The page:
For the past five years or so, I’ve been reading career-advice stories. It has been fun reading Harish Bhat, who is erudite and funny, and Hema Ravichandar, who is scholarly and insightful. I am hoping they are here today too. It has been helpful understanding how to manage those who matter, your manager and your underlings, how to get along with colleagues, deal with unrealistic expectations, key responsibility areas, key performance indicators, recruiters, office gossip, errant minions and so on. I must have read about 300,000 words right here on how to improve my chances of survival in the workplace.

All those words largely said one thing: In the workplace, the odds are stacked against you. How do you free yourself of workplace problems?

One solution is working solo. Alone. Independently. Without colleagues. That way, you don’t have to deal with any of the above, right?

Over the past few months, as an independent consultant who has no colleagues, no company and no human resource department (HR) to worry about, I’ve been making notes. Those notes have been steadily converted to tweets. Here are the Seven Small Joys of Working Solo that you may want to consider:

u There is no plan. No one can mess with it. It’s a bulletproof life. And you don’t have to read tomes on HR. I’ve never had a quarterly plan or target. Wait a minute, that isn’t true. I have had a plan. It has been the same one for as long as I can remember: I work for a client; make sure the client wins. Do that—again and again—and you win.

u No need to party with the HR department in attendance to demonstrate bonding in the workplace. There is no HR department. When I worked for a company—like it or not—I had to “socialize" with everyone. But life is not like that: You have likes and dislikes. As an independent consultant, there is no one to dislike but yourself.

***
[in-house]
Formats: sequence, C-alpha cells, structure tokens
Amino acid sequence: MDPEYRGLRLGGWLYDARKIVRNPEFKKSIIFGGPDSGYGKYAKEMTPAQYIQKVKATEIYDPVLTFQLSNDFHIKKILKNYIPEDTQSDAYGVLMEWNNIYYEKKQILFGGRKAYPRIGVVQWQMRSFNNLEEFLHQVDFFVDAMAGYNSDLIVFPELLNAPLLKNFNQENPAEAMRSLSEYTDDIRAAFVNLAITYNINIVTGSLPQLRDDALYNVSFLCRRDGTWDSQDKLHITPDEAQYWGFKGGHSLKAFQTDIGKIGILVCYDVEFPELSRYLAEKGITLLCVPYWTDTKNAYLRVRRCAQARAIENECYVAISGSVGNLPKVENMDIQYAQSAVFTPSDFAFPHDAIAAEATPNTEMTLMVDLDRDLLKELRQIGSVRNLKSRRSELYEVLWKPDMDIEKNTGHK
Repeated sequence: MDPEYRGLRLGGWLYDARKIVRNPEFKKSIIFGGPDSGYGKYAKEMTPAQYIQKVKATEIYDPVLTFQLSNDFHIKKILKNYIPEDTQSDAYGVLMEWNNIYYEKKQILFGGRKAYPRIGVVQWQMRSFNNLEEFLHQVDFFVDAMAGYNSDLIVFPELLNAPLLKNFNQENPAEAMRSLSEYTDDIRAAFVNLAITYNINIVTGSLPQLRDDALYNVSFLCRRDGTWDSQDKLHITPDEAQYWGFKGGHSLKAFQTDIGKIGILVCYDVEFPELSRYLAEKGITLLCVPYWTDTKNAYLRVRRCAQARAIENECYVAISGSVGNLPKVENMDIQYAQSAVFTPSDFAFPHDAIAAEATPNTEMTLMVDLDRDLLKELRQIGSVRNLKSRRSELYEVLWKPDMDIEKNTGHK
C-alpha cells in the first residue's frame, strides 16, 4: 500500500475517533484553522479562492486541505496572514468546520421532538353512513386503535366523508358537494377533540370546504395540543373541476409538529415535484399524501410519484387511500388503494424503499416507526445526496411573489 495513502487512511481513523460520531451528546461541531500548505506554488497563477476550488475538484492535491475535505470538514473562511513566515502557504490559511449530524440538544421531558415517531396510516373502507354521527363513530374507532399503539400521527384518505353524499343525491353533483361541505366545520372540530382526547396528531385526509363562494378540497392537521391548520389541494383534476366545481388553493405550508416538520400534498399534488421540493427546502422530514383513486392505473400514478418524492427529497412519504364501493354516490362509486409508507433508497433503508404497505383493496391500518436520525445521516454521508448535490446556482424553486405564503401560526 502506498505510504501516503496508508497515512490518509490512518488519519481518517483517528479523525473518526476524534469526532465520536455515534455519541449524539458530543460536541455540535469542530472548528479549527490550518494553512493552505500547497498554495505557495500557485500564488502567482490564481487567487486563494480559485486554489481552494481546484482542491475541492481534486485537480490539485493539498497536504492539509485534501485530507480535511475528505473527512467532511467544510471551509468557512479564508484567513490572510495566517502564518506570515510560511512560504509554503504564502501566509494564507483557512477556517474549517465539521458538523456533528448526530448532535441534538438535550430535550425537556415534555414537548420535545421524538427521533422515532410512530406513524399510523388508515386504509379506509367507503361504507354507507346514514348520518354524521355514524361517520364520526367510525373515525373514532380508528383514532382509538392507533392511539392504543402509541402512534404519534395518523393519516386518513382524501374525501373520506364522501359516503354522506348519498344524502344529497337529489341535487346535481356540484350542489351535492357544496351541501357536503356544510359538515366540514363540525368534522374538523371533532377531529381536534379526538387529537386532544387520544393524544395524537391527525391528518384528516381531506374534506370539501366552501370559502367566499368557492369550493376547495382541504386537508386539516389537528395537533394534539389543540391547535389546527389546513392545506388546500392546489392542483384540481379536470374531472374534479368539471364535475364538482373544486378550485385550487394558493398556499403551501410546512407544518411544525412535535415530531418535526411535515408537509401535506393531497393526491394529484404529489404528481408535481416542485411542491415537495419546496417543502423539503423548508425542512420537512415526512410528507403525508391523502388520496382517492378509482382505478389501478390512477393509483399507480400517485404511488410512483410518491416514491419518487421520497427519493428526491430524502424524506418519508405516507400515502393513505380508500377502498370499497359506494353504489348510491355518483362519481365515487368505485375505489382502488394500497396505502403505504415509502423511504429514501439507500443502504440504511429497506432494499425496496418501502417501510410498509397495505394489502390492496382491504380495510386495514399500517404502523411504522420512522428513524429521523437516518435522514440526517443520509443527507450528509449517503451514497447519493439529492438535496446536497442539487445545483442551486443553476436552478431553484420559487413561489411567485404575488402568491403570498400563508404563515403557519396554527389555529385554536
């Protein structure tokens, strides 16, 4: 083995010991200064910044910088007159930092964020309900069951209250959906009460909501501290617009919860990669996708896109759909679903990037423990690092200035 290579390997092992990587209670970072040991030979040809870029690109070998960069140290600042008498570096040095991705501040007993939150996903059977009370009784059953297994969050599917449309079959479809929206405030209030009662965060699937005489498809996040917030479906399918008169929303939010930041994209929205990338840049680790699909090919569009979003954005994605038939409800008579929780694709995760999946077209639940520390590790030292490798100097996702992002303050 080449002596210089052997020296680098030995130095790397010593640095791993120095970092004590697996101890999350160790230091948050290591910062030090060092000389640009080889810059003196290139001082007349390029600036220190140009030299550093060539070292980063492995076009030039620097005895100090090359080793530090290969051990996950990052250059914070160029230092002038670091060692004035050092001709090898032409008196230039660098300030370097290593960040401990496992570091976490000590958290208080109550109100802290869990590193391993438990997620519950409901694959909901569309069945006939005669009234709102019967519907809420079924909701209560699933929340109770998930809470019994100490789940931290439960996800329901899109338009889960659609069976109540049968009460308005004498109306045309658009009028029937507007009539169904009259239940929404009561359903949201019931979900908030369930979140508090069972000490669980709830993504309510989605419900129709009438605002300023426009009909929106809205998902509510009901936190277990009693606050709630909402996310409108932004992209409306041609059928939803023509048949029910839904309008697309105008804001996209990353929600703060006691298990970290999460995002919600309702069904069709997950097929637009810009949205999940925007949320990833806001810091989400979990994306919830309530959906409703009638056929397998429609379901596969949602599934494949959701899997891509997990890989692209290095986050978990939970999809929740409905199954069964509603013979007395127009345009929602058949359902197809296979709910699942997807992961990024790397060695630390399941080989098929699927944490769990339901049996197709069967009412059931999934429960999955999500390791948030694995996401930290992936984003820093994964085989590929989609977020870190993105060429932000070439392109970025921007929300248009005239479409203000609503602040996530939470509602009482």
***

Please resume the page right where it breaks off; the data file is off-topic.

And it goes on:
u There is no chance of being misquoted by colleagues. There are no colleagues. I’ve had HR come crashing down on me because colleagues went and kvetched, often—and sometime purposely—misconstruing what I had said. You have faced that, haven’t you? Puff! I got rid of colleagues.

u You can’t hold a grudge against a colleague. Ditto, see above. It works the other way round too. I often complained about colleagues—and honestly, the complaints were justified and they deserved it. Okay, maybe not all the time. But now that I work on my own, I don’t have a muddied conscience.

u You can solve almost any problem with a bag of potato chips. No need to call in the HR department. This is my favourite outcome of being on my own. No problem has been so complex that I couldn’t deal with it. And every time, I have been the problem and the solution.

u You are never HR’s high-impact Plan A in the workplace for anything. Ergo: less stress. Working independently, you don’t need to set examples, show the way or become a role model for your team. Either your client is happy or you go hungry. It’s a simple framework for survival.

u No one from HR is coming at 5.50pm, saying “Strategy huddle in 10 minutes" to deal with a crisis. HR can’t ever ruin another day. How often has HR come and rung an alarm bell just when you thought the weekend was here? HR appears to have no sense of time, no respect for personal plans and seems heartless. As an independent consultant, you still have to deal with emergencies (oh, those don’t go away). But at least you don’t blame HR!

Arun Katiyar is a content and communication consultant with a focus on technology companies. He is a published author with HarperCollins. You can argue with him on the merits of working solo on Twitter @arunkatiyar.

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